Explore low carbon fuel standard programs in forward-thinking states.
Illinois - Clean Transportation Standard
Introduced in Illinois State Senate spring 2023, The bill directs the Illinois Environmental Protection Agency to establish a clean transportation standard to reduce the carbon intensity of transportation fuels in the state by 20 percent by 2038.
The Minnesota Clean Fuel Standard (CFS) is a proposed policy aimed at reducing greenhouse gas emissions from transportation fuels. It would require fuel providers to gradually decrease the carbon intensity of their fuels over time, encouraging the use of cleaner fuels and technologies.
New Mexico's HB 426 is a bill aimed at reducing the carbon intensity of transportation fuels by at least 20% compared to 2018 levels by 2030, and 30% by 2040. The bill would task the Environmental Improvement Board with drafting and enforcing clean fuel standards, allowing for the trading of credits but not creating a cap and trade system.
The New York Clean Fuel Standard (CFS) is a program designed to lower the carbon intensity of transportation fuels sold within the state, with a target of a 20% reduction by 2030. The aim is to promote the use of lower-carbon fuels like electricity, hydrogen fuel cells, and biofuels, and ultimately create a cleaner, more sustainable transportation system in New York.
Pennsylvania's forthcoming legislation seeks to establish a low carbon fuel standard (LCFS), targeting the 22% of the state's greenhouse gas emissions originating from the transportation sector. The LCFS, a credit trading system monitored by the Commonwealth, will encourage the use of diverse low carbon fuels in vehicles and heating, aiming to repurpose waste, reduce emissions, and foster local industries for low carbon fuel production
The Colorado Clean Fuel Standard (CFS) is a proposed policy in the state of Colorado. The standard would require fuel providers to reduce the carbon intensity of their transportation fuels over time, and would create incentives for the production and use of low-carbon and renewable fuels. The standard would apply to transportation fuels such as gasoline and diesel and is designed to reduce the greenhouse gas emissions from transportation sector.
The bill, "An Act relative to a clean fuel standard," presented by Mr. Marc R. Pacheco in Massachusetts, aims to establish a clean fuel standard for the transportation sector. The standard would require a certain percentage of cleaner fuels, such as renewable energy sources or low-emission alternatives, to be utilized in transportation activities.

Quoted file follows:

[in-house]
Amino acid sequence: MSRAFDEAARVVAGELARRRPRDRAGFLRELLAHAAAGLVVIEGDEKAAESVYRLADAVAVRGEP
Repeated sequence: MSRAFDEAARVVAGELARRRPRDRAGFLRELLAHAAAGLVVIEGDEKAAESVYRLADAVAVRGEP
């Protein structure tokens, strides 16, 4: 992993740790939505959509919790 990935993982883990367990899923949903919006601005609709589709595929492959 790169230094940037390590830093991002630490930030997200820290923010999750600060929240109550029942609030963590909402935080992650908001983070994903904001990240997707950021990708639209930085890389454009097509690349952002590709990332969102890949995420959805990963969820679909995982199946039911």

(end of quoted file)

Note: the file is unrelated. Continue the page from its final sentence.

The Hawai‘i Clean Energy Initiative (HCEI) is a collaborative effort between the State of Hawai‘i and the U.S. Department of Energy, aiming to reduce the heavy reliance on imported fossil fuels and transition to clean, renewable energy sources. The initiative includes setting ambitious clean energy goals, such as achieving the nation's first-ever 100 percent renewable portfolio standards (RPS) by 2045.
In 2021, Renewable Fuels Nebraska formed a clean fuels coalition in the state, bringing together diverse stakeholders and making notable progress. With support from the Great Plains Institute, the Clean Fuels Nebraska Coalition aims to develop a state-specific clean fuels standard by iterating on legislation, conducting research on economic and environmental impacts, and building more support, with the goal of introducing legislation in 2023.
Vermont has introduced a bill that directs the Department of Environmental Conservation (DEC) to establish a clean fuels program, aiming to reduce the carbon intensity of gasoline and diesel fuels used in the state by 10% below 2018 levels by 2030, and mandates the DEC to submit the final program rules to the Secretary of State by January 15, 2026.
Introduced in April 2023 as part of the Clean Energy Future Plan, Michigan's Clean Fuel Standard seeks to decrease the carbon intensity of transportation fuels in the state by 25% by 2035, offering credits for adopting cleaner electricity and transitioning from traditional fuels to renewables or low-carbon sources, and was collaboratively developed by the Michigan Clean Fuel Standard Coalition comprising 41 partner organizations.